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Critical Drinking

Critical Drinking — Why the Lagunitas Lawsuit Matters

And it really fucking matters. If you’re not up to speed, Lagunitas filed a trademark lawsuit against Sierra Nevada for the way they treated the letters “IPA” on their packaging. Not the use of those letters, of course, but their graphical treatment, which is a very difficult but important part of trademark law to defend. Lots of subtleties involved. 

The Lagunitas Chicago brewery, which will eventually run at a 1.2MM barrel capacity, twice the capacity of its original Petaluma location. 

The Lagunitas Chicago brewery, which will eventually run at a 1.2MM barrel capacity, twice the capacity of its original Petaluma location. 

Today, Lagunitas founder Tony Magee withdrew the lawsuit amidst an outpouring of consumer anger. Some folks saw the grounds for the lawsuit plain as day (blocky typeface, black lettering, and the kerning of those letters). Others thought it was reaching at best, and disingenuous and inflammatory at worst. Still others pointed to the huge sums of money involved in defending your share of the IPA marketplace as perhaps the most obvious motivation behind the suit. Which is to say: Lagunitas employing an anti-competitive, corporate tactic, and using the courts instead of its product to best a competitor. 

All those possibilities are interesting and hold more than a modicum of truth. Lagunitas spent what is likely a small fortune for most brewers conducting research before filing the lawsuit to gauge potential consumer confusion before filing the suit. But that’s not what matters most about this lawsuit. What matters most is that Lagunitas dropped it. Not because they were losing in the courts (it never got that far), or because they saw the error in their claims, but because consumers shamed them for doing it at all. And that shame was too much for them to handle. Or at least, it’s really hard to keep building towards 1.8M barrels of beer, making huge legal moves to go after your competitors, and continue acting like you’re the wake-and-bake underdog. For many consumers, this is the stuff of big beer.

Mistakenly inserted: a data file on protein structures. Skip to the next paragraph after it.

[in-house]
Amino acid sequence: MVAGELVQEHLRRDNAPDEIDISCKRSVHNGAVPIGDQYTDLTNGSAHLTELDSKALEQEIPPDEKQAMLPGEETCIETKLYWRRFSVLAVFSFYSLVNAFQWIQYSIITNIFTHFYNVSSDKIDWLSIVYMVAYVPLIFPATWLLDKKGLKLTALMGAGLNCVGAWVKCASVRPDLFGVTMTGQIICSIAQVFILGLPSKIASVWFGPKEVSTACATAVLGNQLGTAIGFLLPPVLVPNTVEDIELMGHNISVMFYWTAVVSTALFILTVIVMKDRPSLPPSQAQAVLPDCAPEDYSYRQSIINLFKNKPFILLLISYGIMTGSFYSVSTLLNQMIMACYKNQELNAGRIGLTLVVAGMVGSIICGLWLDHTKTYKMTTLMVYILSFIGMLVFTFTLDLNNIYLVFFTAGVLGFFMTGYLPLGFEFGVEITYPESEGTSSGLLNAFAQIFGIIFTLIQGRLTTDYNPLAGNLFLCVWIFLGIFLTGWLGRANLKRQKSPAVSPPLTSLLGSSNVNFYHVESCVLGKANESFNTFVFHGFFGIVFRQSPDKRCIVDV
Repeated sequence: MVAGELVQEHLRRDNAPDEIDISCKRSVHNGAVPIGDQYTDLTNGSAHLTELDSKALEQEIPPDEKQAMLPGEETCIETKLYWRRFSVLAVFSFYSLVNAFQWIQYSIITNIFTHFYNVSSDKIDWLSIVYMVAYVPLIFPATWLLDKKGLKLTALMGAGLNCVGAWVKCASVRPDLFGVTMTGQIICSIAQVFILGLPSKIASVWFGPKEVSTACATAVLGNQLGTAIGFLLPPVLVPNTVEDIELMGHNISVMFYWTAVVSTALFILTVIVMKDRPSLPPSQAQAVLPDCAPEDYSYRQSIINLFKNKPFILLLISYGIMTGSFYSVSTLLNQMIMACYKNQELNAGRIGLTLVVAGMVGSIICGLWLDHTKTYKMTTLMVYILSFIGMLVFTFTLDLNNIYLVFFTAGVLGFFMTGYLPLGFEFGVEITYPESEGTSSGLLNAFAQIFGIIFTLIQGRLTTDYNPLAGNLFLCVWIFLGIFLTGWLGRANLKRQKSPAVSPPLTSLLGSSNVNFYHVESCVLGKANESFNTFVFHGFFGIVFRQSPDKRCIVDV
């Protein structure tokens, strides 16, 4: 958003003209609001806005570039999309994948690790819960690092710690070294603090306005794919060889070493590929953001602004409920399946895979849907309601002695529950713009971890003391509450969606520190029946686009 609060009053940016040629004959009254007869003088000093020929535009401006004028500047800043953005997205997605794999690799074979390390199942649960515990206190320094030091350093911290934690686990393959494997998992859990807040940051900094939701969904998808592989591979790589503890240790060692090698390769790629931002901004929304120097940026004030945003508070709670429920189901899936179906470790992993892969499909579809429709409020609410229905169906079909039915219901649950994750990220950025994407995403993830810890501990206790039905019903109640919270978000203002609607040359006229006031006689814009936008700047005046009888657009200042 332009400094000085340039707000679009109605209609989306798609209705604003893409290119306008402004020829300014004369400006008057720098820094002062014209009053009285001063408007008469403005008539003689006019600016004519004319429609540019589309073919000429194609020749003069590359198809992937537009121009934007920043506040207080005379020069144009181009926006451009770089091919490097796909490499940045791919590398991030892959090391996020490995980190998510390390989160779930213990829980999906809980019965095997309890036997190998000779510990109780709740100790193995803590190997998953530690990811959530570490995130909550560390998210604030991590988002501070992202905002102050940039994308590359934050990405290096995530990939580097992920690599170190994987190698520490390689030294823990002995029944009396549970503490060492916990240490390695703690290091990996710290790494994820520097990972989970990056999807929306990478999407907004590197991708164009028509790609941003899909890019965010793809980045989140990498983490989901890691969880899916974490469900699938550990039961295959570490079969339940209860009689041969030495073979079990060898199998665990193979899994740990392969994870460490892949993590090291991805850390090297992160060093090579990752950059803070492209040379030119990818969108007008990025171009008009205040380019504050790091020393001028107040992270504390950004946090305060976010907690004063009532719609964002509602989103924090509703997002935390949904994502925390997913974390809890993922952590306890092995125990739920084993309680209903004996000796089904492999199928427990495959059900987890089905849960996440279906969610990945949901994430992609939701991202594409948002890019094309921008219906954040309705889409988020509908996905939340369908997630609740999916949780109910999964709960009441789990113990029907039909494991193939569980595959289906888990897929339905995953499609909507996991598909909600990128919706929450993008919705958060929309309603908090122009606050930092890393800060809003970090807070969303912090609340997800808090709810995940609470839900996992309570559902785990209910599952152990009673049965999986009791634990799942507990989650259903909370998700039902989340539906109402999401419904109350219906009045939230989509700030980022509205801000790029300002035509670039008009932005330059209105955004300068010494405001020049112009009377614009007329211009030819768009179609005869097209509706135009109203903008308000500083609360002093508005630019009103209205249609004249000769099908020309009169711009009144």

Aside from the trademark lawsuit, there have been a number of recent behaviors that have folks like me questioning the ethos of Magee, and the authenticity of his humble stoner persona. There seems to be a willful ignorance in some of his hypocrisy. 

This past fall, we heard Magee complaining about breweries, namely New Belgium, for taking taxpayer money in the form of incentives to open breweries. He was proud to be funding his own brewery his own way and not taking taxpayer money. Chiding others, he said: "We are becoming the people we set out NOT to be. No incentives for us in IL." Magee seemed proud of his bootstrapping nature and it was an easy sentiment to get behind. But this past month, we learned that Magee made a significant financial contribution to local Chicago politicians and their re-election campaigns, including the incredibly controversial Rahm Emanuel—who many claim is gutting our public education system.

In a series of tweets, Magee defended himself, saying: "I'm not political, but I know how to b grateful. I'm not political. If one wanted to hate me, hate me cuz I've never voted in my adult life. I support things that support us......guess I could say I'm sorry if it seemed wrong, but they all stood shoulder to shoulder with's complicated, right? Cheers all...I did it cuz I truly love Chicago and its brawling nature." 

Update: the following paragraph has been edited to more accurately reflect Magee's statements about the Goose Island Elk Mountain trip. Thanks to Chris Furnari of Brew Talks for supplying the video that confirms Magee's statement (Magee claimed it was a "made up anecdote" on the Chicagoist), but also provides a more accurate description of his statements. 

During a recent Brew Talks session held at the Lagunitas taproom in Chicago, Magee spoke dismissively about Goose Island inviting journalists out to their Elk Mountain hop farm (something AB has done periodically over the years). Perhaps it was a fair criticism of traditional and explicit press junkets, and I say that as one of the dozen or so journalists who chose to go. Gifts, especially if they go unacknowledged, can undermine a writer’s credibility and win the favor of critics. We certainly acknowledged it, and wrote our report without any interaction from AB or Goose Island, as did a few others. In fact, it’s the law that a journalist has to disclose that relationship, and AB enforces it through agreements beforehand.

But Magee's statement came only months after Magee's own team flew journalists across the country to the Petaluma location for the Fusion #19 project when they were working with bands in the run-up to SXSW and their Couch Trippin’ tour. (I was one of the journalists on that trip, too, and it was just as explicitly a press junket, though we've yet to share a story from that trip.) But instead of ensuring that journalists were on the up-and-up, folks from Lagunitas would offer you a joint on the way to the brewery in the morning. And periodically while you were hanging out at the brewery all day. And again on the way back to the hotel at night. They’re so chill. They make sure people know they like weed with the same dedication that a political party or corporate brewery has to a new marketing message. In the end, it’s pretty much the same thing.